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What should you do if your car dies while you still owe money on it? Many drivers face a tough choice when the bank or finance company still holds the title.

Should you fix the vehicle but go further into debt because you lack a sufficient emergency fund?

Or, should you try to get rid of the old jalopy by trading it in at the dealer, selling it as is privately, or junking the heap for parts?

There is no single correct answer to this dilemma, but three factors play a critical role in determining the best course of action.

  1. The estimated repair price from a reputable mechanic
  2. The projected equity if you complete the work
    1. Bluebook value when in operating condition; minus
    2. The unpaid balance on the financing

Paying for Auto Repairs

Investing in repairs is the preferred option when you are underwater on your car loan: the amount owed exceeds the value when operational (negative equity). The alternative, financing more than 100% of a more reliable auto, is viable only for those with pristine credentials: excellent credit score and high income.

However, when your car dies, and you need it to get to work, you may have to bite the bullet and pay to get it fixed.

Table Of Contents

Emergency Loans

Requesting an emergency repair loan (Affiliate Link) can make sense if your vehicle breaks down, and you lack the resources to fix it. However, be careful about taking on extra debt while you still owe the bank. Take this step only after eliminating these possibilities first.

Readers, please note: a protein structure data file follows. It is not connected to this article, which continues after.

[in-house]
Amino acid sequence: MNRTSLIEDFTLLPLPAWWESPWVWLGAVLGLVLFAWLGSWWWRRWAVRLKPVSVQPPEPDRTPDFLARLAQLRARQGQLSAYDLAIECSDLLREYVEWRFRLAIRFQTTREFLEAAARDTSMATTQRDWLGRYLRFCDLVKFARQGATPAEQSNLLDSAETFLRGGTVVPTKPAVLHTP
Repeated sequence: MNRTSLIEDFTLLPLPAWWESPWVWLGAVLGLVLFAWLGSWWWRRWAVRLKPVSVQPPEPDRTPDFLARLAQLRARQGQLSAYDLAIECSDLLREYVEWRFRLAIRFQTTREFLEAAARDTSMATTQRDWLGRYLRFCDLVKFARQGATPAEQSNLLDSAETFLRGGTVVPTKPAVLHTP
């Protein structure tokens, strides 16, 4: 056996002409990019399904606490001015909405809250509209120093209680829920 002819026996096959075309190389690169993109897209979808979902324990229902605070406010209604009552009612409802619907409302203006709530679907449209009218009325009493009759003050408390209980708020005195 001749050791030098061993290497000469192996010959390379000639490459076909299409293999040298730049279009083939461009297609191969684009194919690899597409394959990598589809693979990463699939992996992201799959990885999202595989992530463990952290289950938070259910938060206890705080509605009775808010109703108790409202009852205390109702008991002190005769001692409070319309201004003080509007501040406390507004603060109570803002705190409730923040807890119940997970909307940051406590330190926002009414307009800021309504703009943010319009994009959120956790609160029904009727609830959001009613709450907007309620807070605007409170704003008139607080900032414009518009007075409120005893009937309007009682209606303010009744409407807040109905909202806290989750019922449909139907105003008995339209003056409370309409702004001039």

1. Local charities or churches cannot fix your ride without having to order expensive parts
  2. The mileage or age exceeds the limits on any manufacturer or extended warranty plans
  3. The lemon laws in your state do not apply to your situation the warranty expired due to time or mileage
  4. You cannot tap into gap insurance because an accident did not lead to the malfunction

Financial Assistance

Auto repair assistance programs could help select drivers who still owe substantial sums on their loans, or could be underwater and cannot buy a more reliable ride. However, access is limited, qualifications are strict, and timely help for emergency needs is rare.

  • The government-run Temporary Assistance for Needy Families (TANF) provides resources for low-income families and encourage employment – which requires reliable transportation
  • Local charities, churches, and faith-based organizations often coordinate volunteer mechanics who donate their time and skills to fix clunkers for target groups such as single mothers, the disabled, the unemployed, college students, and veterans

Remember, getting your car fixed free of charge is an unrealistic expectation. Most volunteer mechanics swap out worn out parts for expensive new ones.

Auto Warranties

Vehicle warranties are the primary way drivers protect their finances from surprise mechanical failures while they are paying off their loans. New and used cars bought through dealerships often have these safeguards, and you might have extended the time and mileage limits with a second plan.

First, check to see if your manufacturer’s warranty has yet to expire. Typically, these programs have a time (up to 10 years) and mileage (up to 100,000) limit, which can vary across four categories.

  1. Bumper-to-bumper
  2. Powertrain
  3. Corrosion
  4. Roadside assistance

Then, check for any extended warranties you might have purchased. They kick in once you exceed the initial time or mileage limits. Many people sign up for these programs and forget they have them because the fees are baked into their monthly car payment or auto insurance premiums.

Lemon Laws

Research the auto lemon laws in your state if your new car keeps breaking down while you still owe money to the finance company. You could force the manufacturer to provide you with a replacement vehicle if you meet these criteria.

  • You have a substantial defect (impairs the use, safety, or value) covered by the original warranty and not excluded by mileage or time